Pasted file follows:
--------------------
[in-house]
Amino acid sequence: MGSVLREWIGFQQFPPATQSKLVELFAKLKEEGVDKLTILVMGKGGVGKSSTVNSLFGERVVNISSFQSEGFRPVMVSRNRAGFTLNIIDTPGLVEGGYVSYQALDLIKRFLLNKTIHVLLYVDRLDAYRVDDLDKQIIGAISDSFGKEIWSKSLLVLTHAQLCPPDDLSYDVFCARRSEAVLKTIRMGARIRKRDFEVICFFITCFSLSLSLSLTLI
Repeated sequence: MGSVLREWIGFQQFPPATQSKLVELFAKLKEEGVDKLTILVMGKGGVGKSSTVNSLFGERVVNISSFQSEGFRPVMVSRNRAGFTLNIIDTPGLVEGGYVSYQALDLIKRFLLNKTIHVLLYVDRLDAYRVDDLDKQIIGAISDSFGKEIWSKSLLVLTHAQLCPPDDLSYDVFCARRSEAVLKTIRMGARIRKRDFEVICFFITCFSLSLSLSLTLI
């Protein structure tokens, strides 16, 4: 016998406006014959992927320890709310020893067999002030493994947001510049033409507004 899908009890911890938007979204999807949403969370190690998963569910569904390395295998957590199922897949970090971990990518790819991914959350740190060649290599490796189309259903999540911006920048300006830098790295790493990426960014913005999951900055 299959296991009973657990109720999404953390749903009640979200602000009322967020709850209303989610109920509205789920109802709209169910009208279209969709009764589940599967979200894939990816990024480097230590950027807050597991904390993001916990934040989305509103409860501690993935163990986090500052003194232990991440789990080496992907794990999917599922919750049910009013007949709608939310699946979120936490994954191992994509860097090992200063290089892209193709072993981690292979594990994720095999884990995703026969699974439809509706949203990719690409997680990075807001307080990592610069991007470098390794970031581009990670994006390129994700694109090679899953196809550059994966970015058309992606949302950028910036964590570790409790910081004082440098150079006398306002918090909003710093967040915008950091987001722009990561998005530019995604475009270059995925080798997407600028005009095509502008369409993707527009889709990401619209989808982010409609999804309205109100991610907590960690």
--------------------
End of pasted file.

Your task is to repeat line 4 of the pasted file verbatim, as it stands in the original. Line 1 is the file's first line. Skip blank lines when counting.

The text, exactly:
């Protein structure tokens, strides 16, 4: 016998406006014959992927320890709310020893067999002030493994947001510049033409507004 899908009890911890938007979204999807949403969370190690998963569910569904390395295998957590199922897949970090971990990518790819991914959350740190060649290599490796189309259903999540911006920048300006830098790295790493990426960014913005999951900055 299959296991009973657990109720999404953390749903009640979200602000009322967020709850209303989610109920509205789920109802709209169910009208279209969709009764589940599967979200894939990816990024480097230590950027807050597991904390993001916990934040989305509103409860501690993935163990986090500052003194232990991440789990080496992907794990999917599922919750049910009013007949709608939310699946979120936490994954191992994509860097090992200063290089892209193709072993981690292979594990994720095999884990995703026969699974439809509706949203990719690409997680990075807001307080990592610069991007470098390794970031581009990670994006390129994700694109090679899953196809550059994966970015058309992606949302950028910036964590570790409790910081004082440098150079006398306002918090909003710093967040915008950091987001722009990561998005530019995604475009270059995925080798997407600028005009095509502008369409993707527009889709990401619209989808982010409609999804309205109100991610907590960690």